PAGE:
After trying to get my head around finances a bit further, I decide to put in a bid for a left-winger. Former Liverpool youngster Besian Idrizaj is tempting, but I plump for a Hungarian named Laszlo Rezes. His stats look decent, and his acquisition fee is only £12,000 – with a starting wage bid of £1,000. I decide to bid £1,200 for his wages, the idea being that whoever bids the highest for him after 24 hours gets him. If the deal comes off, it’ll mean that I’ll have a Hungarian named Laszlo playing on each flank – although at the moment I’m not sure about Meszaros, who hasn’t hugely shone in comparison to Kevin Sancho. And with that, I head off for a few more matches. Luis Garcia gets his first goal for the club with a 25-yard scorcher against Norwegian side Frigg OFK, but it’s not enough to prevent a 2-1 defeat. I then switch to a shorter passing game for the next match against AC Revlon, but we concede another early goal, this one from a set-piece. For the first time, though, the reply is instant, Roni heading in from a corner to equalise. In the second half, Boris Rieloff taps in a rebound to put us in front, before I get my first experience of dodgy refereeing – having already booked my striker Araboni for diving, the ref then gives Revlon a penalty despite the commentary remarking on their player going down like he’d been shot. But justice is served when Araboni surges through on 81 minutes and slots home from 20 yards, giving us a brilliant 3-2 win after a pulsating second half. After a couple of good performances in a row, meanwhile – including two assists in that win – I decide to make Sebastien Sansoni my new captain, AND NOT JUST BECAUSE HE’S CALLED SEB, ALRIGHT?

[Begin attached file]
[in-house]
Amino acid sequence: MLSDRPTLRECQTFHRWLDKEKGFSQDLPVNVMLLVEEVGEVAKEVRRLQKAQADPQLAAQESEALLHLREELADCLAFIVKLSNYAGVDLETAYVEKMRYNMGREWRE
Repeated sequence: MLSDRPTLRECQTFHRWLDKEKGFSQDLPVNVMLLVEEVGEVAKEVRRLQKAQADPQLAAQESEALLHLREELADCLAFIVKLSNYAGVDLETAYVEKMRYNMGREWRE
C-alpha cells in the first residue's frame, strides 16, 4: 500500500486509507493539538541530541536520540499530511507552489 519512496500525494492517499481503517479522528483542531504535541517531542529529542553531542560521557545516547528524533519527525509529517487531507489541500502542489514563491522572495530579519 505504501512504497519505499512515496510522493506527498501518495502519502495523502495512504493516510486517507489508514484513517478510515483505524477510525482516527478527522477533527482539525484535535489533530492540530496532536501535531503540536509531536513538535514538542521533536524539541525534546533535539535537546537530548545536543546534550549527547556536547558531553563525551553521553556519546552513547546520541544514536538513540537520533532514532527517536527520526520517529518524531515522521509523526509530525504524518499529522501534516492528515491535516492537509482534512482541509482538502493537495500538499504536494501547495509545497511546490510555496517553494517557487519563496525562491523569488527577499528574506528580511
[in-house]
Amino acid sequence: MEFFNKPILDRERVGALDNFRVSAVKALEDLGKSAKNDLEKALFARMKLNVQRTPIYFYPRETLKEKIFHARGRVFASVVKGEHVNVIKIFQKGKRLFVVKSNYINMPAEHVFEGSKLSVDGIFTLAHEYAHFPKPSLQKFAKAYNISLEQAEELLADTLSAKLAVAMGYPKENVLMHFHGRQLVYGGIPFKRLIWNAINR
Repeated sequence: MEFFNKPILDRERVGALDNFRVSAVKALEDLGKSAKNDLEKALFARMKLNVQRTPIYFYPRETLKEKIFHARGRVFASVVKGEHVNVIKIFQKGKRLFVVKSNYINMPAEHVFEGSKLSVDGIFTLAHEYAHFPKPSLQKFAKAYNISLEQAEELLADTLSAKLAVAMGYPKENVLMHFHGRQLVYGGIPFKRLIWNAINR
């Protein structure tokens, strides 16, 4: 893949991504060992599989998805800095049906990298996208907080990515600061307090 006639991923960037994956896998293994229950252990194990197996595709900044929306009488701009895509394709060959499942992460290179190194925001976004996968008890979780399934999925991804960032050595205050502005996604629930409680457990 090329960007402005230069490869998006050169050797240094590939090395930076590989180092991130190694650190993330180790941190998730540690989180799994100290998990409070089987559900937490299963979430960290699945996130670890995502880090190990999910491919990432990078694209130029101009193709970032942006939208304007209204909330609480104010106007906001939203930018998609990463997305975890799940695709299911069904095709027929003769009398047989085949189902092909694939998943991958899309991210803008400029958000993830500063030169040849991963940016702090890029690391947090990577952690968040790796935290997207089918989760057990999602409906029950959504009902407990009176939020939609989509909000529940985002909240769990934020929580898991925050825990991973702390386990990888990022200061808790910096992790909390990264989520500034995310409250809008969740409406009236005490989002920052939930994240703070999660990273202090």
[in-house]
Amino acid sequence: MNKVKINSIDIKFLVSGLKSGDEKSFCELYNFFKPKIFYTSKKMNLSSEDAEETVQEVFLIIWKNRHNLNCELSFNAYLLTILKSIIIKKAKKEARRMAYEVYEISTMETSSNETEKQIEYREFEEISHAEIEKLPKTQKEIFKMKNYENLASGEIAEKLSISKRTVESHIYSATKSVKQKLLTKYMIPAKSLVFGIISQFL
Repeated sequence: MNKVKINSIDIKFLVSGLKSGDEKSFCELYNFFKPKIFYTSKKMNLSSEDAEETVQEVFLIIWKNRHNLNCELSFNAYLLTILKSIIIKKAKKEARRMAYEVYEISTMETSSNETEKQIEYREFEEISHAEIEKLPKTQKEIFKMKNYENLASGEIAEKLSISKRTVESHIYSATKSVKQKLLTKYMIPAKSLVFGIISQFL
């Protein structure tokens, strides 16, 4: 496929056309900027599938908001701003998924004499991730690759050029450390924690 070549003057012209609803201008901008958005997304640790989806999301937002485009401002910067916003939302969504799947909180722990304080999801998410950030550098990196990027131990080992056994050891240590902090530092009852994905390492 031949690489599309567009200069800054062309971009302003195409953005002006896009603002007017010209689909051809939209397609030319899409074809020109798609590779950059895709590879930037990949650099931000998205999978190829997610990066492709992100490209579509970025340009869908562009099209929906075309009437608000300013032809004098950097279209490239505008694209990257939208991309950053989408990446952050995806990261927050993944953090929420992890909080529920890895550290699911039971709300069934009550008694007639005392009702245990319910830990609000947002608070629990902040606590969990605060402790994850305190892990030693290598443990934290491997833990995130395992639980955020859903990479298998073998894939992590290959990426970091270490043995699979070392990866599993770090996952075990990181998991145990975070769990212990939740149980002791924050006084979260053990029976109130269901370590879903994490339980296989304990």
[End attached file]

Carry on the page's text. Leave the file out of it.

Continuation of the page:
Having played through a few friendlies now (P6 W2 D1 L3 F9 A9), I decide to make a couple of tweaks to my team and profile – I’m not hugely keen with how the red-and-black away kit comes out during the game (and as anyone who knows me knows, I’m stupidly obsessive about things like kit design), so I switch to a red and yellow combination, in tribute to Melchester Rovers. And although I usually use my full name in games of FM, I decide that the more social atmosphere of Live would be better-suited to my more commonly-used nickname – and so “Seb Patrick” I become.